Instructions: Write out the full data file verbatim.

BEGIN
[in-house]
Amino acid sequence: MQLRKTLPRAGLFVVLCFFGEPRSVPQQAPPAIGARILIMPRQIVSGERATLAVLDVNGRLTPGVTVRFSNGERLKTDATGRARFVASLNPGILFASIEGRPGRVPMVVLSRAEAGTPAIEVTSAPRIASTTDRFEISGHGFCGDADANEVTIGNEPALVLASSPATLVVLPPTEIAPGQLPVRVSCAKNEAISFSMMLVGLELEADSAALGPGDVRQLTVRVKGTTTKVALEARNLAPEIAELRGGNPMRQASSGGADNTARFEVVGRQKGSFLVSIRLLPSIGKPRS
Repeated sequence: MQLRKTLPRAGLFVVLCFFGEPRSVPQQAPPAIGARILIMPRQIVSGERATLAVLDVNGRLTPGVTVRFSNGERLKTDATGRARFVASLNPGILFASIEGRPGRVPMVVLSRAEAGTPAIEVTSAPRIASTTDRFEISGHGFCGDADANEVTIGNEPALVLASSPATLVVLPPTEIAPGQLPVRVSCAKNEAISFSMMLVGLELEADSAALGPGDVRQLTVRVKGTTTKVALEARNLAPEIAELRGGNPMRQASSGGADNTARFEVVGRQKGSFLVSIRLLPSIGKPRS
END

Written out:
[in-house]
Amino acid sequence: MQLRKTLPRAGLFVVLCFFGEPRSVPQQAPPAIGARILIMPRQIVSGERATLAVLDVNGRLTPGVTVRFSNGERLKTDATGRARFVASLNPGILFASIEGRPGRVPMVVLSRAEAGTPAIEVTSAPRIASTTDRFEISGHGFCGDADANEVTIGNEPALVLASSPATLVVLPPTEIAPGQLPVRVSCAKNEAISFSMMLVGLELEADSAALGPGDVRQLTVRVKGTTTKVALEARNLAPEIAELRGGNPMRQASSGGADNTARFEVVGRQKGSFLVSIRLLPSIGKPRS
Repeated sequence: MQLRKTLPRAGLFVVLCFFGEPRSVPQQAPPAIGARILIMPRQIVSGERATLAVLDVNGRLTPGVTVRFSNGERLKTDATGRARFVASLNPGILFASIEGRPGRVPMVVLSRAEAGTPAIEVTSAPRIASTTDRFEISGHGFCGDADANEVTIGNEPALVLASSPATLVVLPPTEIAPGQLPVRVSCAKNEAISFSMMLVGLELEADSAALGPGDVRQLTVRVKGTTTKVALEARNLAPEIAELRGGNPMRQASSGGADNTARFEVVGRQKGSFLVSIRLLPSIGKPRS